A GUARD of honour will be formed at the funeral of murder victim Karen Buckley today by her fellow nursing graduates of the University of Limerick, who have been behind a campaign to help her family.
Two weeks after the murder of Karen, 24, her remains were repatriated home from Glasgow this week via a special Aer Lingus Regional flight.
Thousands of people turned out at the removal in Mallow last night, from O’Connell’s funeral home.
Guards of honour were formed from Karen’s former schools, St Mary’s secondary and her nursing classmates from the University of Limerick.
There were emotional scenes as the coffin was removed from the funeral home on St James Avenue for Karen’s short final journey back to her native Analeentha outside Mourneabbey.
Among those who paid their respects to her family were students and lecturers from her days at UL, where she graduated from in 2013.
The coffin was shouldered by Karen’s heartbroken father, John, 62, and her devastated brothers, Brendan, 32, Kieran, 28, and Damien, 27. Her mother, Marian, 61, a native of Galbally, county Limerick, was close by as it left the funeral home shortly after 8pm.
Karen’s funeral mass will take place at the Church of St Michael the Archangel, Analeentha, at 2pm today with burial afterwards at St John’s Cemetery, Burnfort, alongside her grandparents.
The occupational therapy student, who had only recently moved to Scotland to begin her MA, was found dead on an isolated Glasgow hill farm on April 15, just three days after a massive search operation was launched.
Courier firm operator Alexander Pacteau, 21, has been charged with Karen’s murder.
A special rosary and prayer vigil was held on Sunday night at the family’s home, outside Mourneabbey-Analeentha.
Friends and former classmates of hers in Limerick helped raise some €70,000 through an online account for her distraught family to assist them with any financial expenses during this time.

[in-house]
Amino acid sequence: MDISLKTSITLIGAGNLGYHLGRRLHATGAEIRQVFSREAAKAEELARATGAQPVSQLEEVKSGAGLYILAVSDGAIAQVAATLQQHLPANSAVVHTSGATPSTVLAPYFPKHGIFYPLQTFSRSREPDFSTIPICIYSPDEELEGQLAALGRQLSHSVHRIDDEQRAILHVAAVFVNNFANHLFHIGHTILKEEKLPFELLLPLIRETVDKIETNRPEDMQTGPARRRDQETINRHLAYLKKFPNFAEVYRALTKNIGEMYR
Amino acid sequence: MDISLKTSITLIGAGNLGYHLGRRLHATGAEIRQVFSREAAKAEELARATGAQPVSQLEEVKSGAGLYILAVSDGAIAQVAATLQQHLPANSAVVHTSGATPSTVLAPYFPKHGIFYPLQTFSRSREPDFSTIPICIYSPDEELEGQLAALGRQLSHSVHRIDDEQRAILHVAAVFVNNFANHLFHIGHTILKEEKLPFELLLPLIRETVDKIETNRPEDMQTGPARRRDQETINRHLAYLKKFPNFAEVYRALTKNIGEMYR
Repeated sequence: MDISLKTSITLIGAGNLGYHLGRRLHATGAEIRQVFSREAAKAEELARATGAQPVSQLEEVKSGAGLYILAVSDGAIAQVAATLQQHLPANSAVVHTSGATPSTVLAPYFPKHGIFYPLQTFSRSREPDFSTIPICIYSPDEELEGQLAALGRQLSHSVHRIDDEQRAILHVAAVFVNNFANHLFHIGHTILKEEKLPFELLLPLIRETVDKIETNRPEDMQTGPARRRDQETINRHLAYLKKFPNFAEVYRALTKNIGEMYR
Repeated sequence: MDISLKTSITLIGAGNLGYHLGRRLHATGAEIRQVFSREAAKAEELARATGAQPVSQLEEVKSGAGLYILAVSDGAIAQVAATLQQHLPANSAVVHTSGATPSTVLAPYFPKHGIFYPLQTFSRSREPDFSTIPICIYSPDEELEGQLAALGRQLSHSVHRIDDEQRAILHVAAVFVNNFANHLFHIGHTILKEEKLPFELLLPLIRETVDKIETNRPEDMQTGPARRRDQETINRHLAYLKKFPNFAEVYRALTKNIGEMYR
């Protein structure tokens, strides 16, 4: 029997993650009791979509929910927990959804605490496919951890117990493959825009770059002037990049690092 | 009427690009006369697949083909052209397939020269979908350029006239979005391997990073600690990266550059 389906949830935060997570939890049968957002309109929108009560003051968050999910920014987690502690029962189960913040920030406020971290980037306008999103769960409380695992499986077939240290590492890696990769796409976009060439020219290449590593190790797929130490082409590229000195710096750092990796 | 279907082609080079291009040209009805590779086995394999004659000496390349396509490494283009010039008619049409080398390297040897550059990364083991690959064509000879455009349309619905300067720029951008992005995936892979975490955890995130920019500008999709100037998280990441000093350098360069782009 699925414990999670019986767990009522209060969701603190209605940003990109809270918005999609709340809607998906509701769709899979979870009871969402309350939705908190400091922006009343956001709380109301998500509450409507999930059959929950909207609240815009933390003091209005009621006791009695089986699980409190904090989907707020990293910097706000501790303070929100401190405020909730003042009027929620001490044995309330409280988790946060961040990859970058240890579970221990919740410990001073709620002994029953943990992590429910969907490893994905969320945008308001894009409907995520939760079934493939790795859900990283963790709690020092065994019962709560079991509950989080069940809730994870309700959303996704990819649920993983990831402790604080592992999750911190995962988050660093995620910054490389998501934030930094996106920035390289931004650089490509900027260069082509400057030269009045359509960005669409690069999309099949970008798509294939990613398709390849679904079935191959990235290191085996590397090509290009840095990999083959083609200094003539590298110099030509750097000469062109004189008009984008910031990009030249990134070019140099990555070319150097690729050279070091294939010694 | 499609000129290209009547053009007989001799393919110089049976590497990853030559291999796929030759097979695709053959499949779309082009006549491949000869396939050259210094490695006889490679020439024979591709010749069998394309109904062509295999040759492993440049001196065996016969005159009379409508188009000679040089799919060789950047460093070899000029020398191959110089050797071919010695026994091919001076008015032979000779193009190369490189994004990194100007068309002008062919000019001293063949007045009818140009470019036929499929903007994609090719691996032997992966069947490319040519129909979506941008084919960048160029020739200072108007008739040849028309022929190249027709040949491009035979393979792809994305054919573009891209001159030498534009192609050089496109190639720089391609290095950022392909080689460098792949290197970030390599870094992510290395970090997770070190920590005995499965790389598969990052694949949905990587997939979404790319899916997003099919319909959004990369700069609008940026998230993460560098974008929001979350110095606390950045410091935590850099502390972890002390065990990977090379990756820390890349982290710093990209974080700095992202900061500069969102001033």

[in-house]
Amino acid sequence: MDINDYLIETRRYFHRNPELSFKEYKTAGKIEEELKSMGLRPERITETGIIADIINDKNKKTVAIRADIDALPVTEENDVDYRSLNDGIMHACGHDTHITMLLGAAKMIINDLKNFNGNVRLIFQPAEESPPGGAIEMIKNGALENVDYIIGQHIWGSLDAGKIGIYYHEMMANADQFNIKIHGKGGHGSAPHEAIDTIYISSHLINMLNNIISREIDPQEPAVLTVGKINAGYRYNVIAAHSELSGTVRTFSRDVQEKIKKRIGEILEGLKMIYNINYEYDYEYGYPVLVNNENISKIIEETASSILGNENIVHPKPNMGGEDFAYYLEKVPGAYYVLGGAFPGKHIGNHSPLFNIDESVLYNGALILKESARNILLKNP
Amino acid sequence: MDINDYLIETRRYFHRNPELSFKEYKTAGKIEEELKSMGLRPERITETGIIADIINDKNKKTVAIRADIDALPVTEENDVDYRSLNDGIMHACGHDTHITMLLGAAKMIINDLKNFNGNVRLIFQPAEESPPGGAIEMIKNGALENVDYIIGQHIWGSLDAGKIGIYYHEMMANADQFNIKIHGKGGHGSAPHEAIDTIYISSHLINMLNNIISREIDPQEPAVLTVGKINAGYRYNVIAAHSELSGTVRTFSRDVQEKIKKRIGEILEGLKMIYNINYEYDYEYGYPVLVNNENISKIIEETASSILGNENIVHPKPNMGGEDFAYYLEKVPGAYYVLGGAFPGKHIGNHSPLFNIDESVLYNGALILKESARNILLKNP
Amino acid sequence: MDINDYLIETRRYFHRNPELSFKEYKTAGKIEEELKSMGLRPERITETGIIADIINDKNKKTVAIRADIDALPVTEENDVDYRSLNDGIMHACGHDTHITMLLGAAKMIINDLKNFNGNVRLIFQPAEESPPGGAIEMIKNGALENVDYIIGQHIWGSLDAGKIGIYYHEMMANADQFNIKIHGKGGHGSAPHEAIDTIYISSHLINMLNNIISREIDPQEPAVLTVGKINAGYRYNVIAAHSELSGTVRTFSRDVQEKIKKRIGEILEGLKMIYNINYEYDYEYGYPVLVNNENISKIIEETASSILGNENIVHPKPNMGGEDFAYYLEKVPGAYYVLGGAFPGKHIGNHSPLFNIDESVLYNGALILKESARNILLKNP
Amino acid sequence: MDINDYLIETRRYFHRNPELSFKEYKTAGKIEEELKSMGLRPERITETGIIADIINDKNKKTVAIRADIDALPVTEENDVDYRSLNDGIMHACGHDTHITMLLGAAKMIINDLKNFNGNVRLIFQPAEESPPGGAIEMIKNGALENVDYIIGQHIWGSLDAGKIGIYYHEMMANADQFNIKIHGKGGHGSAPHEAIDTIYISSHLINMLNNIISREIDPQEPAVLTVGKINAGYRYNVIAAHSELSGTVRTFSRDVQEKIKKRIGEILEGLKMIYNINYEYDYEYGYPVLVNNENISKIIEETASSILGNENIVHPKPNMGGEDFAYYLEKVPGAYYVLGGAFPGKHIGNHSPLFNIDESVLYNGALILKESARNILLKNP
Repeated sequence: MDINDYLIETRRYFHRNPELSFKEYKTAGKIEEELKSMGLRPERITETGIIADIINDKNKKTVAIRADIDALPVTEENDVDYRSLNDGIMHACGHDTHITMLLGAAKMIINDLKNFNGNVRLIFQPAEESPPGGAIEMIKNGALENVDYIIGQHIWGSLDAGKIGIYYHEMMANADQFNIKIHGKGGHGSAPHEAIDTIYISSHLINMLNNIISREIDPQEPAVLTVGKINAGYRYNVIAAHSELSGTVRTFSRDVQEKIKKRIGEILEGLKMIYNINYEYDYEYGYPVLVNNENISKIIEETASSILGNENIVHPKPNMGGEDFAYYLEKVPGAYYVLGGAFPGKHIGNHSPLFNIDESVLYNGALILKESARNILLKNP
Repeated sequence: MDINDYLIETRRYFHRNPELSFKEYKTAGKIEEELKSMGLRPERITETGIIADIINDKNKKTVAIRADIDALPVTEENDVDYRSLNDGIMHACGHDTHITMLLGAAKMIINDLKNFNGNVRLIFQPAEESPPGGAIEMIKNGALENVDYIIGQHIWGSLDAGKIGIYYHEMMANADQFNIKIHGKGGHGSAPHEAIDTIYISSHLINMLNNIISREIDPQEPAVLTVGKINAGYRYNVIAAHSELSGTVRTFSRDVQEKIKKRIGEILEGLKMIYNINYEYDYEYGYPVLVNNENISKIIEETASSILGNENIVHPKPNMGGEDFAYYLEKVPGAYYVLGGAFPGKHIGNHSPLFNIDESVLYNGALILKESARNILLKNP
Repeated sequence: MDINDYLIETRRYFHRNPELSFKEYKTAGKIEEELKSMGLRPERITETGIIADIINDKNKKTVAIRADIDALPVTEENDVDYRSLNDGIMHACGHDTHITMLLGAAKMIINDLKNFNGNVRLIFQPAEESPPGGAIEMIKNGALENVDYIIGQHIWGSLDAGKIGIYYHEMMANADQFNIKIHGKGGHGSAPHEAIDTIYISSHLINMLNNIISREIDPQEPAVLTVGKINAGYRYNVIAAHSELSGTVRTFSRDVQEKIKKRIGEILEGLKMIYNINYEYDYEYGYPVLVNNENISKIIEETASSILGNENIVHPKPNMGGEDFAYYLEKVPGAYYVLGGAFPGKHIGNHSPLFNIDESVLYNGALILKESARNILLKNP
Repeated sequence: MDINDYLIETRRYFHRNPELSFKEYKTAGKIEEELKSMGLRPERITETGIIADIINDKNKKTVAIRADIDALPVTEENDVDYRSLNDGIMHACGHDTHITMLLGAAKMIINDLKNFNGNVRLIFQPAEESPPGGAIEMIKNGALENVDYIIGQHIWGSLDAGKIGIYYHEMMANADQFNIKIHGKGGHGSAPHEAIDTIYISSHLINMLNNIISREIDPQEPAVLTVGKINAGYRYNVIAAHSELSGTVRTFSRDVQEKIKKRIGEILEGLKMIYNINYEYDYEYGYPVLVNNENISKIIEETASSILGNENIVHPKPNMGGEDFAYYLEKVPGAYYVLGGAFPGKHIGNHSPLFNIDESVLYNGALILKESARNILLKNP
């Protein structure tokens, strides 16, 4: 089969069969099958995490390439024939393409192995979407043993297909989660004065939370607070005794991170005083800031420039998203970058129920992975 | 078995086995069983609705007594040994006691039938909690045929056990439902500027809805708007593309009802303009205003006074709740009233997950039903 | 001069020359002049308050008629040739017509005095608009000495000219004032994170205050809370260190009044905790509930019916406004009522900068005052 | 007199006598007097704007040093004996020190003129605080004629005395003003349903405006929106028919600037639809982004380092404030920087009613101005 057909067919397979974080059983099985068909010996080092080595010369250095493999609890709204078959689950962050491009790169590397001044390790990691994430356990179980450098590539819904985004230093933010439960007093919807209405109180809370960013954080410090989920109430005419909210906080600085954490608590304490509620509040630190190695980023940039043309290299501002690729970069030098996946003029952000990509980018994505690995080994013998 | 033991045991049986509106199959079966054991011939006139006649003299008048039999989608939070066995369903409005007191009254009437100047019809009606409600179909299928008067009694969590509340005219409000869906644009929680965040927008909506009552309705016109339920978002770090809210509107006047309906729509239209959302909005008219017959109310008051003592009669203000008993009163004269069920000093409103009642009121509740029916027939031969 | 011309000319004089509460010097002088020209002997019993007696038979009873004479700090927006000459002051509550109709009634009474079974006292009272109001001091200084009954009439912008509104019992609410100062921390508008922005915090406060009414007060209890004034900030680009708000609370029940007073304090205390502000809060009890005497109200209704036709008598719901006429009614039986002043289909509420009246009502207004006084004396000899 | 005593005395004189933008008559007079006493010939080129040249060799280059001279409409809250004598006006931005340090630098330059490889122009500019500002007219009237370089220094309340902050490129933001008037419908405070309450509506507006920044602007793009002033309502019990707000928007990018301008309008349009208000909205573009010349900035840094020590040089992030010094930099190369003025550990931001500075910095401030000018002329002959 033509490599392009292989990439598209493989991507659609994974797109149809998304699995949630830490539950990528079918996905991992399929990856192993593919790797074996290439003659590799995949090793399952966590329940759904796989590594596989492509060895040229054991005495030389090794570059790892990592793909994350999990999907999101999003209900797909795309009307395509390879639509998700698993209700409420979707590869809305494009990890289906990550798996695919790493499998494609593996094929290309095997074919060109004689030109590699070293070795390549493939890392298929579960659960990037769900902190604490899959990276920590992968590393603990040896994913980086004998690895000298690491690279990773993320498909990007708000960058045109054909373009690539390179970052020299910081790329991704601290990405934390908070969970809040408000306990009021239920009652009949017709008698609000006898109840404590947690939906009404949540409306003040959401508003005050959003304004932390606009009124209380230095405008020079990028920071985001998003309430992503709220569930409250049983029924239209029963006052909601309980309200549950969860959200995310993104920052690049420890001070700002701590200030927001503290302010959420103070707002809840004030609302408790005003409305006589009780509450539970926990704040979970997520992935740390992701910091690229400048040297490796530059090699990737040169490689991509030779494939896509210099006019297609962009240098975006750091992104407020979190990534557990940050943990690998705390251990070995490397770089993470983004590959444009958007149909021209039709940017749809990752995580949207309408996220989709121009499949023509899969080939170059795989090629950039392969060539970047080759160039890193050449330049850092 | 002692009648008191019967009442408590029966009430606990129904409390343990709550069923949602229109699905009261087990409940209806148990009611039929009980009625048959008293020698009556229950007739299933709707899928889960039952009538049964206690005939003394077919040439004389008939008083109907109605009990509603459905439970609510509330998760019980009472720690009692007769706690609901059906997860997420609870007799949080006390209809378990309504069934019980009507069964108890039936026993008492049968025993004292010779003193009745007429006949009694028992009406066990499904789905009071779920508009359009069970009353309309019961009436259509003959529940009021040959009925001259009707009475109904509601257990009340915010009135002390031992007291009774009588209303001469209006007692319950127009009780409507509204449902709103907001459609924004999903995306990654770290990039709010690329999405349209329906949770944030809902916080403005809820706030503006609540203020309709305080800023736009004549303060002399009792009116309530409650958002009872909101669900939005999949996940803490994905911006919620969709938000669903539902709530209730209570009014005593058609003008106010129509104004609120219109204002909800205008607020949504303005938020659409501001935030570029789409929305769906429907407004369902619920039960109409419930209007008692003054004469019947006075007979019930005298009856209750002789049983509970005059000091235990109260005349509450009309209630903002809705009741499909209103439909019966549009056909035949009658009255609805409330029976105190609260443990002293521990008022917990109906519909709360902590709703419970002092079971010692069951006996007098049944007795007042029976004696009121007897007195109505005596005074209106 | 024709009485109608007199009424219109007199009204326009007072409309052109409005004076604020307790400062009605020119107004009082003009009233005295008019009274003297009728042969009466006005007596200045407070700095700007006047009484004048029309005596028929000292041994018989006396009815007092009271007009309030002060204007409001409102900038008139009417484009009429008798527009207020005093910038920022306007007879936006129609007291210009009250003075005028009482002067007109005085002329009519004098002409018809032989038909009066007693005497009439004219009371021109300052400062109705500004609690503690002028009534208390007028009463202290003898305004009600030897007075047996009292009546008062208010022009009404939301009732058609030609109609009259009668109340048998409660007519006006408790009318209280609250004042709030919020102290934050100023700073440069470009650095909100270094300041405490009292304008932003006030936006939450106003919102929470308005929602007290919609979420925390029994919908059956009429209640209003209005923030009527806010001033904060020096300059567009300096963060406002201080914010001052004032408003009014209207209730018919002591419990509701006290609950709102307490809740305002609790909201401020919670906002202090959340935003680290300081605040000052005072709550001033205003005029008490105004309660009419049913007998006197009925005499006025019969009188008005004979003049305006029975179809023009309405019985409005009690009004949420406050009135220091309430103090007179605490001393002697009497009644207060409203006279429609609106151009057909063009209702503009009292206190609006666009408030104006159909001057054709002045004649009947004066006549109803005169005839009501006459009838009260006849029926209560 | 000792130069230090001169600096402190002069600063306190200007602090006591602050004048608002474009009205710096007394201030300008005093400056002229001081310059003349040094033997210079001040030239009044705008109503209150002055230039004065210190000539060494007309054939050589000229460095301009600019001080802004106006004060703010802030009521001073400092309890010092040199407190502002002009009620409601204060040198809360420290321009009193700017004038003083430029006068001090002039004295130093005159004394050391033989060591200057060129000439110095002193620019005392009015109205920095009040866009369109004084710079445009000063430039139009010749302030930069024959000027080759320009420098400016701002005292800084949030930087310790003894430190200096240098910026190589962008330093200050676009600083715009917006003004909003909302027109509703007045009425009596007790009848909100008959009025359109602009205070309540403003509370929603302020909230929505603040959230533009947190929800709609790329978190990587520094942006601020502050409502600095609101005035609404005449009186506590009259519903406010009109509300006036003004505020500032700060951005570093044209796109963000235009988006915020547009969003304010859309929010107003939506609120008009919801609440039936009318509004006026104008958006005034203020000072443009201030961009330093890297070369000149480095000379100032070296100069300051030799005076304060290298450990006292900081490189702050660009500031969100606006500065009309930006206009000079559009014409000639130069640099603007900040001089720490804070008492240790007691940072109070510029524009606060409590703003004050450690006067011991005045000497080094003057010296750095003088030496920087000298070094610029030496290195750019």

A book of condolences, which opened in UL, will also be presented to her family in the coming days.
“I knew Karen over the four years she was here. She was an excellent student, she had such an open and bubbly personality and was very popular and because of that she made lots of friends,” said Anne Fahy, course director in the undergraduate nursing programme at UL.
“She had a very kind heart and her whole aim in life was to help people, which is very evident from all the support that we are getting from people in the past few days and the acknowledgement from around the world,” she said.
During her four years in Limerick, Karen spent a large portion of her time working with the local health service including University Hospital Limerick and St John’s Hospital in Ennis.
“She was a beautiful girl in the sense that she was very open and extremely obliging and helpful,” added Ms Fahy.
Dr Pauline O’Reilly, head of the nursing and midwifery department at UL, said the entire college community was shocked and saddened.
“When you start a career in nursing you meet friends and those friends are friends for life, so our thoughts are with her friends and her colleagues,” said Dr O’Reilly.
“I would have taught Karen myself and she would have been a very bright and a very engaging girl.”